China’s two e-commerce majors announced impressive news on the same day: Alibaba Holding Group’s market cap broke the $400 billion mark for the first time; rival JD also saw its share price hit a record high of $46.84.

Alibaba’s shares reached a record high of just over $160 in trading Thursday, generating a market cap of $409 billion. The price has since slipped but is part of an onward trend for the e-commerce and tech giant which has seen its share price rise steadily since a low of $60.89 in February 2016. In Q2 2017 alone, the company’s stock has risen 31% on the New York Stock Exchange. The surge followed the announcement in March of revenue growth of 45% to 49% over the following year.

Alibaba’s lows and high (Image Credit: Yahoo Finance)

This new high has been a long time coming. Alibaba’s launch price was $68 per share on September 19, 2014, and closed at $93.89. It then promptly slid for the next month. By March 2017, 2.5 years since going public, they had recovered to just over $100, a gain of just 11% compared to a 28% increase for the NASDAQ in general and 21% for the Dow Jones Industrial Average.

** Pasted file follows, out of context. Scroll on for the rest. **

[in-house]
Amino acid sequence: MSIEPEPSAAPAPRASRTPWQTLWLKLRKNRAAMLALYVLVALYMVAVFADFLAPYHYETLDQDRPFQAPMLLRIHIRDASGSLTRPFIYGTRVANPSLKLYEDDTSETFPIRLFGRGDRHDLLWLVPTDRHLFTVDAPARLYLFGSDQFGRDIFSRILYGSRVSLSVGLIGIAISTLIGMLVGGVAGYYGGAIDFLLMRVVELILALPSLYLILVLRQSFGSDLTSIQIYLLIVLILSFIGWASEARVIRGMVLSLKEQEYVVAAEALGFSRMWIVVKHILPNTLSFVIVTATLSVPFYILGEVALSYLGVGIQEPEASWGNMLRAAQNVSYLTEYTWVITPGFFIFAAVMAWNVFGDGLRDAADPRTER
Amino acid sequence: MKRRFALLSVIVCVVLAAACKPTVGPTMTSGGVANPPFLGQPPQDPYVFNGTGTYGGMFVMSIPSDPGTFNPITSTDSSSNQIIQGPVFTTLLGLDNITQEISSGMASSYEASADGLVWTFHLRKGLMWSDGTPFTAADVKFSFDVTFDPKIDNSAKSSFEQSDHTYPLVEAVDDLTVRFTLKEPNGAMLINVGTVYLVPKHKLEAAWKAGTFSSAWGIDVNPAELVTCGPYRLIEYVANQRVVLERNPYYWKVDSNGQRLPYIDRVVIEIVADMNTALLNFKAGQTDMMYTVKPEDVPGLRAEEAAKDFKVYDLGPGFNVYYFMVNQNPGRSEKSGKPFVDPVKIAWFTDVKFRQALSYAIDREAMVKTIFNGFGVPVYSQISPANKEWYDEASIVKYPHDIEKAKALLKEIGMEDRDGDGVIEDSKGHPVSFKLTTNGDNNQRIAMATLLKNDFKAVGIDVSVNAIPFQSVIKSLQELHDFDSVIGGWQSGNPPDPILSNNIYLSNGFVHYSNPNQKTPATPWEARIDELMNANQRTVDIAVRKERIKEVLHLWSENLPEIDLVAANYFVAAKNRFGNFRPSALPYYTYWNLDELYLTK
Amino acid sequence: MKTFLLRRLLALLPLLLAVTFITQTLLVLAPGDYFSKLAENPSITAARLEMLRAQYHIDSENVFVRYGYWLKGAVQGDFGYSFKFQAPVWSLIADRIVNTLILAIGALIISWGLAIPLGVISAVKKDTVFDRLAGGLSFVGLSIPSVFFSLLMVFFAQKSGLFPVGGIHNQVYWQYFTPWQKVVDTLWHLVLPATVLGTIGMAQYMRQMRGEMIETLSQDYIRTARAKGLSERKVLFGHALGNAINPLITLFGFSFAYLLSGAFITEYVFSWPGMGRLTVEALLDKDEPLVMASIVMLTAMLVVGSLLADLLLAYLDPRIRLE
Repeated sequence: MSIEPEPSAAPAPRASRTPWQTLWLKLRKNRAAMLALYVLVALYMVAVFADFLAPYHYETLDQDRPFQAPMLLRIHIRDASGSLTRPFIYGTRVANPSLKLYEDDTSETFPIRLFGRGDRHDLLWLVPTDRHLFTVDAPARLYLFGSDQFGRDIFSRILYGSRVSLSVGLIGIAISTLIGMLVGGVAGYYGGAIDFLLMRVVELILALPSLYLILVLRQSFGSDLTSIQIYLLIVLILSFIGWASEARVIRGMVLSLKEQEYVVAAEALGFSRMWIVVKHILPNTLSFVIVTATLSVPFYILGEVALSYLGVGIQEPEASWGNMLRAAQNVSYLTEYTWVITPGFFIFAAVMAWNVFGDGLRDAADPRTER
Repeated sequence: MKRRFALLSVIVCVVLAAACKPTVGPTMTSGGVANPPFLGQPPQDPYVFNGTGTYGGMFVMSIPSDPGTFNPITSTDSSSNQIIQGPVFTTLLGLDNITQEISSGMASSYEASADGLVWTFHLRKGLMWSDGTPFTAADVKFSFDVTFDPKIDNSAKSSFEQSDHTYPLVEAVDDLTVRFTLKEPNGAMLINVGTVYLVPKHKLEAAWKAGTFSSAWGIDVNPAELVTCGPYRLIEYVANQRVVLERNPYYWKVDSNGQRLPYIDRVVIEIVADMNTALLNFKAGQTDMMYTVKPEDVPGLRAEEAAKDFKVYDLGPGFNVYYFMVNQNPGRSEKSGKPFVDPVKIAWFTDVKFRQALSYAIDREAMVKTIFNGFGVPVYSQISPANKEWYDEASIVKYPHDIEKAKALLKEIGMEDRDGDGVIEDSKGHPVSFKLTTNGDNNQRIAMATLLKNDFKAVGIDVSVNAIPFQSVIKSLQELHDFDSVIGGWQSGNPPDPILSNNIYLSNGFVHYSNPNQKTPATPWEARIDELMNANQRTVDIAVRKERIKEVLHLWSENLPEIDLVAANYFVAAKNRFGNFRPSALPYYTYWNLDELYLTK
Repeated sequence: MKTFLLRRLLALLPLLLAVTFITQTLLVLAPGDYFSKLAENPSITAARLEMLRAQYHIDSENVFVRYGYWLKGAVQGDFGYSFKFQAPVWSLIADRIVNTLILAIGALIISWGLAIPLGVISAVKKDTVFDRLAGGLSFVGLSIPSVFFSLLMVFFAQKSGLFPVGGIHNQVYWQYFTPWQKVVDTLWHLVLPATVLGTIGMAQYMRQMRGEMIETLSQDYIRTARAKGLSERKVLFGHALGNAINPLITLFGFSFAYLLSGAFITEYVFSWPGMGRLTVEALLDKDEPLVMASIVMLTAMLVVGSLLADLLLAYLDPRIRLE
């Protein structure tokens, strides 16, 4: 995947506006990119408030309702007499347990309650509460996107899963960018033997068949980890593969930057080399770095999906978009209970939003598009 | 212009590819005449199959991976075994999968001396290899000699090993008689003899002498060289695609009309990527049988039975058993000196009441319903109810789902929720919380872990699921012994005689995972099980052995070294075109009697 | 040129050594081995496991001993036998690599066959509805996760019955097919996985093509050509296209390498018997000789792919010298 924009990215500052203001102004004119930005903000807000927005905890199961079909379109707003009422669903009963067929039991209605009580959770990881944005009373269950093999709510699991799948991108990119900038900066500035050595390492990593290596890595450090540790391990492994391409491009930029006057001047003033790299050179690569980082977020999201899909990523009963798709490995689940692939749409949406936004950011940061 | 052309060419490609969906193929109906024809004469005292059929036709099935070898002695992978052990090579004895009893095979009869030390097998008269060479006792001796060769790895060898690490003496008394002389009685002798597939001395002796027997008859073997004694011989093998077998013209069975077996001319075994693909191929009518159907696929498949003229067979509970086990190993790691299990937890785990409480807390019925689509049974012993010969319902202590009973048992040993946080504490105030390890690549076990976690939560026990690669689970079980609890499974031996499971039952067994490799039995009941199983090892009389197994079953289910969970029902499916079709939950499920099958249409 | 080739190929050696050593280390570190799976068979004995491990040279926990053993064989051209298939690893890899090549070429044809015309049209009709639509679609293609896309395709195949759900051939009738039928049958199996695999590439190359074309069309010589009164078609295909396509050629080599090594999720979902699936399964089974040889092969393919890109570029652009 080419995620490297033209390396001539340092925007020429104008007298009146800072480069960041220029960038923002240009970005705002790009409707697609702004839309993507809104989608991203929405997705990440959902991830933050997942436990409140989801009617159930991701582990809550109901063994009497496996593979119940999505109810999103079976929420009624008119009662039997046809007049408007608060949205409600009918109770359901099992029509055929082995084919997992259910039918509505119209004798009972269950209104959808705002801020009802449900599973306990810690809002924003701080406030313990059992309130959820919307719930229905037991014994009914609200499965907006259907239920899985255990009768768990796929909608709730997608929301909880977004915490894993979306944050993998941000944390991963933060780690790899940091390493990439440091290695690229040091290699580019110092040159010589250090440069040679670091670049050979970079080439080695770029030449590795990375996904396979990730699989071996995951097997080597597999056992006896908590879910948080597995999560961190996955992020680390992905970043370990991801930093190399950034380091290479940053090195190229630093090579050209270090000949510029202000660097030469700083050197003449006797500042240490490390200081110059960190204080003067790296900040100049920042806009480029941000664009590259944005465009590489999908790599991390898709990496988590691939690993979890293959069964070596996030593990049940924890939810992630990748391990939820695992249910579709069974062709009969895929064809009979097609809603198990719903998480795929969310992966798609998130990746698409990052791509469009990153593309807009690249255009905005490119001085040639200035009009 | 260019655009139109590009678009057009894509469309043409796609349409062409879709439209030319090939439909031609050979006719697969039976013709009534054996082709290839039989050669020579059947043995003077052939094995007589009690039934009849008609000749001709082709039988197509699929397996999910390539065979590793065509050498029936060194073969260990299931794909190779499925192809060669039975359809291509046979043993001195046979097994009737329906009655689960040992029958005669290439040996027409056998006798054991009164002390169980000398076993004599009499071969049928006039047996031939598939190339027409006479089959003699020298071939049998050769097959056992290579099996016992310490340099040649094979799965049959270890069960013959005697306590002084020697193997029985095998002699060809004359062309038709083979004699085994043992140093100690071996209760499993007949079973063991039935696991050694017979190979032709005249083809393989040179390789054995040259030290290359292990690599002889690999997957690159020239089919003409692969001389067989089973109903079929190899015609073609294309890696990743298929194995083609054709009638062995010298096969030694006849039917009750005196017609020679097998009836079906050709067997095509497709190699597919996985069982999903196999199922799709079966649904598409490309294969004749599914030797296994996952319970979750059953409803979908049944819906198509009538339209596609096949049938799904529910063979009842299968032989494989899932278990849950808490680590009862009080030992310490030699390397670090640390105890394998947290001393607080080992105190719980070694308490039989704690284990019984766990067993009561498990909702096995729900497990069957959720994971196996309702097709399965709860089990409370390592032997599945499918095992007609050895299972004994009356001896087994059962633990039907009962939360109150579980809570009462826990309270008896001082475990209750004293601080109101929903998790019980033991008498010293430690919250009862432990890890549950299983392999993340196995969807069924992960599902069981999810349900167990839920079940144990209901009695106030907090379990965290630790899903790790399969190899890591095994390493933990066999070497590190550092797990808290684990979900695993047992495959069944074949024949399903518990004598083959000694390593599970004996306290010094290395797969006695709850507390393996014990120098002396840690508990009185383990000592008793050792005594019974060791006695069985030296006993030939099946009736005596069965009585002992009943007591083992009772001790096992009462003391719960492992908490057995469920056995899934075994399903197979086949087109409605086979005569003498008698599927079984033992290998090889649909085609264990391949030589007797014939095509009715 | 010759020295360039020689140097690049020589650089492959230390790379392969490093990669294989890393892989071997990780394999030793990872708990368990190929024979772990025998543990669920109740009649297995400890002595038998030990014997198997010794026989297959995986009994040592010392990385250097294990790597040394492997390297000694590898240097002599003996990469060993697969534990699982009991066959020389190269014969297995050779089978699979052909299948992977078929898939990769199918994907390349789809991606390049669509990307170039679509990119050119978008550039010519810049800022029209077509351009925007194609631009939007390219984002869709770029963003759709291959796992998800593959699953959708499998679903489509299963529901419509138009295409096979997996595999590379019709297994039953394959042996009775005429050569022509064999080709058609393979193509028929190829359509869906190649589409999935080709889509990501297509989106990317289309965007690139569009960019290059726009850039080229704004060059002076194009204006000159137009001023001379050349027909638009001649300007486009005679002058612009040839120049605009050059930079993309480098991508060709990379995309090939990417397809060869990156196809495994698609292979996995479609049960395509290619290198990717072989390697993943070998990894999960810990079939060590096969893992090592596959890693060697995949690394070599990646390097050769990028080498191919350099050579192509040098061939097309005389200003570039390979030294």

After its overvaluation at launch, Alibaba’s recent rally shows an increase of 135% meaning it is catching up with other global big boys.

Over the same period, Amazon’s market capitalization rose from $152 to $407 billion, and then on to $499.96 billion today, a 228% increase. Similar patterns can be seen for other tech majors such as Facebook, Alphabet, and Apple. On the day of Alibaba’s IPO in 2014, Tencent’s shares were at HK$125, HK$207 in early March and HK$305 now, 145% growth, an even greater increase than Alibaba’s recent surge.

JD sees record high Thursday 27 July (Image credit: Yahoo Finance)

JD has seen a similar pattern to rival Alibaba, after its IPO a couple of months earlier. By the time Alibaba joined it as a publicly-listed company, JD was trading at $28.35 and also reached a new high on Thursday, of $46.84, an increase of 65%.

Frank Hersey

Frank Hersey is a Beijing-based tech reporter who's been coming to China since 2001. He tries to go beyond the headlines to explain the context and impact of developments in China's tech sector. Get in...

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